By Zaigham Khan
Tue, 11, 22

While Pakistan prepares to face new challenges and adopt green technology on a large scale, it must have a sharp focus on gender inclusivity and adopt gender inclusive policies....


We have seen it all - earthquakes, droughts, floods and urban flooding. However, the year 2022 will go down in history for opening the floodgates to a new age of disaster risks upon Pakistan and the world. This year witnessed unprecedented rains and torrential floods unmistakably linked to climate change that inundated large areas of the country. Causing colossal damage to economy, lives and livelihoods, these events made Pakistan the first major case study of large-scale hazards related to newly emerging climate patterns.

Pakistan has resolved to make itself more resilient to climate change and rebuild affected areas in a sustainable and green manner and speed up green transition. Green transition means moving from the fossil fuels to renewables and sustainable forms of energy. While Pakistan prepares to face new challenges and adopt green technology on a large scale, it must have a sharp focus on gender inclusivity and adopt gender inclusive policies.

Such a focus is needed because disasters put an uneven burden on vulnerable sections of society, particularly women. On the other hand, any transition provides an opportunity to undo past mistakes and ensure a better deal for marginalised sections.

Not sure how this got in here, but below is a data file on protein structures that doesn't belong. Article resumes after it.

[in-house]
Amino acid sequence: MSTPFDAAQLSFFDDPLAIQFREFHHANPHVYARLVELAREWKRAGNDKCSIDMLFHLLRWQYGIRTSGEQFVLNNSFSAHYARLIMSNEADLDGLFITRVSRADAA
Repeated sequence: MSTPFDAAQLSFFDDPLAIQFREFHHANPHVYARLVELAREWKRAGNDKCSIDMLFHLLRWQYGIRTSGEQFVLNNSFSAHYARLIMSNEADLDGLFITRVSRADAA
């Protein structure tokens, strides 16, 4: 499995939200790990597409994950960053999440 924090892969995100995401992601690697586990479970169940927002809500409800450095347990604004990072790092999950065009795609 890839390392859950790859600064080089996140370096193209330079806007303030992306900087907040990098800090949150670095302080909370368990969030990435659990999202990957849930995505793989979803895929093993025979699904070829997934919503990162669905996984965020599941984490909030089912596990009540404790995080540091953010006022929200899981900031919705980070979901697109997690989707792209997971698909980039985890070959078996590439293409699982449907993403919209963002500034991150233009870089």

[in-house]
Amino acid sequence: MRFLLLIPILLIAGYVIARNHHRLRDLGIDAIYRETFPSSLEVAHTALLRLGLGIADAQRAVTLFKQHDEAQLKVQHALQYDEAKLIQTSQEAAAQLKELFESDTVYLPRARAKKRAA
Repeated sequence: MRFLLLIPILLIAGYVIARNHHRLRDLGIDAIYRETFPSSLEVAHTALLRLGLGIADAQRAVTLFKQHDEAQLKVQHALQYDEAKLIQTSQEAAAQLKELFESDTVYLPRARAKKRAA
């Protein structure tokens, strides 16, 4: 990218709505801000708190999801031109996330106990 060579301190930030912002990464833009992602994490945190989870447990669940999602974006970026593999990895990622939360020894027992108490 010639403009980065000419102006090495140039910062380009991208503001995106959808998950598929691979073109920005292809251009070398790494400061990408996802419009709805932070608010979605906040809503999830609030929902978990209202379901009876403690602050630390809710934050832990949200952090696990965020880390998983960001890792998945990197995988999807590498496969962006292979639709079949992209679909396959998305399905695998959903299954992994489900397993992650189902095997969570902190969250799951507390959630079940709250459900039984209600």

According to the United Nations, seventy per cent of the 1.3 billion people living in conditions of poverty are women. In urban areas, 40 per cent of the poorest households are headed by women. Women predominate in the world’s food production (50-80 per cent), but they own less than 10 per cent of the land.

Women also represent a high percentage of poor communities that are highly dependent on local natural resources for their livelihood, particularly in rural areas where they shoulder the major responsibility for household water supply and energy for cooking and heating, as well as for food security.

Even before disaster hit Pakistan, the country was on the way to join the club of nations that are resolved to make a green transition and become resilient to the climate shifts.

In 2021, Pakistan adopted updated National Climate Change Policy. The goal of this policy is to ensure that climate change is mainstreamed in the economically and socially vulnerable sectors of the economy and to steer Pakistan towards climate compatible development.

In July this year, the Ministry of Climate Change adopted a roadmap to incorporate gender equality and women’s empowerment in climate change discourse and actions by launching Pakistan’s first-ever Climate Change Gender Action Plan (ccGAP). The aim of the Climate Change Gender Action Plan is to ensure that women can influence climate change decisions.

The government has also announced plans to launch solar power projects of around 14,000 megawatts this year. Owing to hike in electricity prices following the rise in fuel cost, the government is kicking off 9,000 MW projects under ‘Solar Energy Initiatives’ on priority.